How long does it take to get Mortgage Approved? A guide for first time buyers. We chatted to Mortgage Master Emer O’Reilly from EBS in Ennis, who has been helping people get into their dream homes for a long time. She has shared some of her Mortgage Wisdom right here, for Clare buyers who just need some honest advice. From the first decision to start thinking about buying a home to receiving your mortgage approval in full, Emer has broken down the timeline into 4 steps. Every situation is completely unique, so where the same path might take 2 months, it could take another 18 months to travel.
1. Initial research: 3-4 days
You’re going for a home of your own. The initial excitement is quickly replaced by ‘the fear’, and a realisation that your bank account might not be in its fullest health.
But this stage doesn’t have to be nail-biting few days of pouring over your statements. This is when you can sit down with a lender to have a chat about your current situation, and decide if you’ll be able to make ends meet for your future repayments.
Speedy tips: Have a quick scan of the kind of properties you want, to get an idea of your price bracket; 2-bed or 3-bed, garden or terraced?
And pick 5-7 locations to give yourself a realistic ball park. When it comes to the mortgage chat, bring your latest bank statements so your lender can give you detailed, informed advice (the best kind). Ready to apply? Head on to step 3.
2. Not ready to apply? Add on 6-12 months
Here’s where a fork appears in the road. Your lender looks at your finances, but discovers that you’re not ready to apply just yet.
No worries – it’s not the end of the world. It just means you’ll spend 3, 6, or 12 months reforming your spending habits and saving a set amount (the amount of time will vary depending on your situation). The good thing is, your lender will tell you exactly how much to squirrel away to prove your future repayment capacity, so you can make the application down the line. Once you’re ready, you can make the initial application for Approval in Principle (which takes 1-2 weeks).
Speedy tips: Many buyers save for months – so are shocked when they’re advised to wait before applying. However, many don’t factor in that they need to save a very specific amount (related to their future mortgage repayments). That’s why it’s a good idea to chat to a lender and find out exactly how much you want to borrow, before you start your saving plan.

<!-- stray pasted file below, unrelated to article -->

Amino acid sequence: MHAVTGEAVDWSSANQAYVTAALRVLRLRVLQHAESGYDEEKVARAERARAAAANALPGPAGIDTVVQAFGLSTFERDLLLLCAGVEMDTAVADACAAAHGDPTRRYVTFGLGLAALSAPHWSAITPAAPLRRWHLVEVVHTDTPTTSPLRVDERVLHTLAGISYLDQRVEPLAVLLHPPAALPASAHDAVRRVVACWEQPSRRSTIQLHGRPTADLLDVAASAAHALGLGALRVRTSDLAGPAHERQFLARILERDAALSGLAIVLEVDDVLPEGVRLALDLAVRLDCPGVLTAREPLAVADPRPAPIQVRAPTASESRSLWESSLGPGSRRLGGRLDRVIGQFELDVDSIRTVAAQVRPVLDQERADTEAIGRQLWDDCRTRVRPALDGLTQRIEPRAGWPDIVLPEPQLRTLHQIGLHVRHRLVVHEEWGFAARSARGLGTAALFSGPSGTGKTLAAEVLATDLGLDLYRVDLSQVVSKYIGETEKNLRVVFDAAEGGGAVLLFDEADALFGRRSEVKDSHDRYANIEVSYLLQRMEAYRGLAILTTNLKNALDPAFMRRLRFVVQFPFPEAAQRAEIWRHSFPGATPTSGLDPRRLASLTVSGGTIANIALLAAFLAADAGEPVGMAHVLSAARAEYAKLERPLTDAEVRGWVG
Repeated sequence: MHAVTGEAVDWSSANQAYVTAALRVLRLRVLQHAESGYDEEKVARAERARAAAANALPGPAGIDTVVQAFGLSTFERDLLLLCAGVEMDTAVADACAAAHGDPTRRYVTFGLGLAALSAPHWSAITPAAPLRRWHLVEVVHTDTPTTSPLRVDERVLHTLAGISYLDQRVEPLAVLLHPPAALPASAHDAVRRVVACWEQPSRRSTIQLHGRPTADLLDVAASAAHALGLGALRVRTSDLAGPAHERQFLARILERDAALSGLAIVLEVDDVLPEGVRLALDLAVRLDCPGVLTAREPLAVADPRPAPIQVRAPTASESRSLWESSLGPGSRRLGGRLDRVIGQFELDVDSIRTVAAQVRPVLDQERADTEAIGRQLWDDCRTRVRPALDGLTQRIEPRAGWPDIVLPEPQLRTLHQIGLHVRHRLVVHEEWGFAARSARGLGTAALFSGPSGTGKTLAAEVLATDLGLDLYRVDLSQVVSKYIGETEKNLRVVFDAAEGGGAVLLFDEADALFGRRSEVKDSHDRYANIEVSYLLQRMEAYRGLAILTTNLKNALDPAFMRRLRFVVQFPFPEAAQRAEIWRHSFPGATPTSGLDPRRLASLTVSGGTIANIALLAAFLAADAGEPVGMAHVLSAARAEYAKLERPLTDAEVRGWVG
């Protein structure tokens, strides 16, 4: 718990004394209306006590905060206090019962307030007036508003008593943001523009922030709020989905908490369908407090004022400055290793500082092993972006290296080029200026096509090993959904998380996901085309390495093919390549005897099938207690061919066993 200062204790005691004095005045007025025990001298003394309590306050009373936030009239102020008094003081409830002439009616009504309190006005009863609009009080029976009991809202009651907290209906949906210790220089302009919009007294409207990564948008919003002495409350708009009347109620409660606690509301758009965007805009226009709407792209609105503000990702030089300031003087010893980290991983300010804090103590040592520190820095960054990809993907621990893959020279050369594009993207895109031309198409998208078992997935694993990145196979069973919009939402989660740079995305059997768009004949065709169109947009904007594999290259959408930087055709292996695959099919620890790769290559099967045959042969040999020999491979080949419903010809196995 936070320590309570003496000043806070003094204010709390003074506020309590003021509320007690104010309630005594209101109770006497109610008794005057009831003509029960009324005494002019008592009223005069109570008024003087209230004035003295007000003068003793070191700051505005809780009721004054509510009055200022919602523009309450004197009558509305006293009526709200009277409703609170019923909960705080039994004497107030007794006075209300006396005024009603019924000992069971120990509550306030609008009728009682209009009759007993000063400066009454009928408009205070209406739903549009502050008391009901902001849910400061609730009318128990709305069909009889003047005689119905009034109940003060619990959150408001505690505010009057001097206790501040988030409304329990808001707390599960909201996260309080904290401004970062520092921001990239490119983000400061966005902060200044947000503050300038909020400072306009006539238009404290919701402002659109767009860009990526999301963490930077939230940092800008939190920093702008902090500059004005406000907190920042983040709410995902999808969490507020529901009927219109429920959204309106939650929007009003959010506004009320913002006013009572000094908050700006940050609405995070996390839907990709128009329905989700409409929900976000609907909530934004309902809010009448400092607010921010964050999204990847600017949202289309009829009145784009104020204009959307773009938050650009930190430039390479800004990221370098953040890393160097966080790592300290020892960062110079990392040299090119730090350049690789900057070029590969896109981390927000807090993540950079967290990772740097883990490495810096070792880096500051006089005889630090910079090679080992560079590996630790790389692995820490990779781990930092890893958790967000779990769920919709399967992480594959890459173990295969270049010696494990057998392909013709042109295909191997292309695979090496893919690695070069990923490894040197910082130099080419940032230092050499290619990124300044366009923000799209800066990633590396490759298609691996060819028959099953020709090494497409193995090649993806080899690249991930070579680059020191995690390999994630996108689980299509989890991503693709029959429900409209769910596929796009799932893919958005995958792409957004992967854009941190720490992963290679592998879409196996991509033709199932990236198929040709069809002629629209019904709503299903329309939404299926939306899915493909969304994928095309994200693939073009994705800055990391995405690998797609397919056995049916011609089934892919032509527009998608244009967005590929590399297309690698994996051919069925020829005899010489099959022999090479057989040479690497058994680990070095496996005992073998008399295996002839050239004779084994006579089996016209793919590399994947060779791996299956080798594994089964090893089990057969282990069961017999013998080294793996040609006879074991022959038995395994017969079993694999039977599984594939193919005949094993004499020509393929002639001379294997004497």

3. Approval in Principle: 1-2 weeks
You and your lender have had a relaxed chat, and it’s good news – your bank account is healthier than you thought, and your savings are in good shape too. It’s time to apply for Approval in Principle, which is provisional approval until you’ve found your own home. You’ll need to provide documents for final review by a mortgage underwriter, but your lender will cast their eye over the application, just to be sure.
This process will usually take one to two weeks, and after that, you’ll receive your ‘Approval in Principle’ letter. This lasts 6 months, during which you can hunt for your new home. Application accepted? Head on to step 5.
4. Application declined: Add on 6 months
So, your lender looked at your documents, and you both decided you were ready to make the application. However, this was since declined by the mortgage underwriter – ouch. Your finances may have been in top order, but perhaps an unseen detail emerged – like a missed repayment on a student loan. On average, you’ll need to wait another 6 months before making another application.
5. Approval in Full: 2 weeks
You’ll need to have gone ‘Sale Agreed’ on a house before you get to this stage, but providing everything goes smoothly with the house valuation and deeds, it shouldn’t take longer than 2 weeks to get this from your lender. Unlike Approval in Principle, full Mortgage Approval is a written contract, which sets out the final amount you will draw down for your mortgage, exactly how much you’ll repay each month, and your loan term.
If you’re thinking about buying a new home drop in and chat to Emer or Ann Marie at EBS Ennis.
The content of this article is expressed in broad terms and is limited to general information purposes only. Readers should always seek professional advice to address issues arising in specific
contexts and not seek to rely on the
information in this article which does not constitute any form of advice or recommendation by EBS d.a.c.